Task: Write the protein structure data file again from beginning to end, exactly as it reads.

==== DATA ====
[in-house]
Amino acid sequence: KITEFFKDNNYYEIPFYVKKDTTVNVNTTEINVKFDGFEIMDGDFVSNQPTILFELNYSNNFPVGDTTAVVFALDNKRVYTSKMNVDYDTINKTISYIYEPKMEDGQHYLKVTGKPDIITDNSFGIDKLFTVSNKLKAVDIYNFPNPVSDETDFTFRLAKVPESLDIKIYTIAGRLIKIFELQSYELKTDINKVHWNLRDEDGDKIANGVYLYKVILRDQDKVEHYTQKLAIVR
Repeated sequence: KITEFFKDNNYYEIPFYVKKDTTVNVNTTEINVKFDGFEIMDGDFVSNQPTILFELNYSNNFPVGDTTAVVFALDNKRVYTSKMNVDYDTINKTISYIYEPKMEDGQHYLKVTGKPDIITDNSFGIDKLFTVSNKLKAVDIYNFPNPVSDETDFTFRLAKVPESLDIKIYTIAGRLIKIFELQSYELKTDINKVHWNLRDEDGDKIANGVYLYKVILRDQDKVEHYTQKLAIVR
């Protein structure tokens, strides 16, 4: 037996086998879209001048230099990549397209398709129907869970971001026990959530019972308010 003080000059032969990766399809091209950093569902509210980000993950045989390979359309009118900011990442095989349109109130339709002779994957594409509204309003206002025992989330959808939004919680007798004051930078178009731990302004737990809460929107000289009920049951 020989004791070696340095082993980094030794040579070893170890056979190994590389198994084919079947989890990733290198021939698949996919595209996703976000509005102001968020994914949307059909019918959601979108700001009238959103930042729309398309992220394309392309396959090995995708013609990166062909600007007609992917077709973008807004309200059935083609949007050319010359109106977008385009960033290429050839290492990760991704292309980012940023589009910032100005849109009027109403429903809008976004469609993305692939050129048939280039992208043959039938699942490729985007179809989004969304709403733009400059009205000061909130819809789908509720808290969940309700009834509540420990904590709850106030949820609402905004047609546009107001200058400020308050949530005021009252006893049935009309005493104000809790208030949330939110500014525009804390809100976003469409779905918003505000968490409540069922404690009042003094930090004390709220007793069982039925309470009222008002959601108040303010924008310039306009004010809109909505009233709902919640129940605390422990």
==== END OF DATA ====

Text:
[in-house]
Amino acid sequence: KITEFFKDNNYYEIPFYVKKDTTVNVNTTEINVKFDGFEIMDGDFVSNQPTILFELNYSNNFPVGDTTAVVFALDNKRVYTSKMNVDYDTINKTISYIYEPKMEDGQHYLKVTGKPDIITDNSFGIDKLFTVSNKLKAVDIYNFPNPVSDETDFTFRLAKVPESLDIKIYTIAGRLIKIFELQSYELKTDINKVHWNLRDEDGDKIANGVYLYKVILRDQDKVEHYTQKLAIVR
Repeated sequence: KITEFFKDNNYYEIPFYVKKDTTVNVNTTEINVKFDGFEIMDGDFVSNQPTILFELNYSNNFPVGDTTAVVFALDNKRVYTSKMNVDYDTINKTISYIYEPKMEDGQHYLKVTGKPDIITDNSFGIDKLFTVSNKLKAVDIYNFPNPVSDETDFTFRLAKVPESLDIKIYTIAGRLIKIFELQSYELKTDINKVHWNLRDEDGDKIANGVYLYKVILRDQDKVEHYTQKLAIVR
């Protein structure tokens, strides 16, 4: 037996086998879209001048230099990549397209398709129907869970971001026990959530019972308010 003080000059032969990766399809091209950093569902509210980000993950045989390979359309009118900011990442095989349109109130339709002779994957594409509204309003206002025992989330959808939004919680007798004051930078178009731990302004737990809460929107000289009920049951 020989004791070696340095082993980094030794040579070893170890056979190994590389198994084919079947989890990733290198021939698949996919595209996703976000509005102001968020994914949307059909019918959601979108700001009238959103930042729309398309992220394309392309396959090995995708013609990166062909600007007609992917077709973008807004309200059935083609949007050319010359109106977008385009960033290429050839290492990760991704292309980012940023589009910032100005849109009027109403429903809008976004469609993305692939050129048939280039992208043959039938699942490729985007179809989004969304709403733009400059009205000061909130819809789908509720808290969940309700009834509540420990904590709850106030949820609402905004047609546009107001200058400020308050949530005021009252006893049935009309005493104000809790208030949330939110500014525009804390809100976003469409779905918003505000968490409540069922404690009042003094930090004390709220007793069982039925309470009222008002959601108040303010924008310039306009004010809109909505009233709902919640129940605390422990």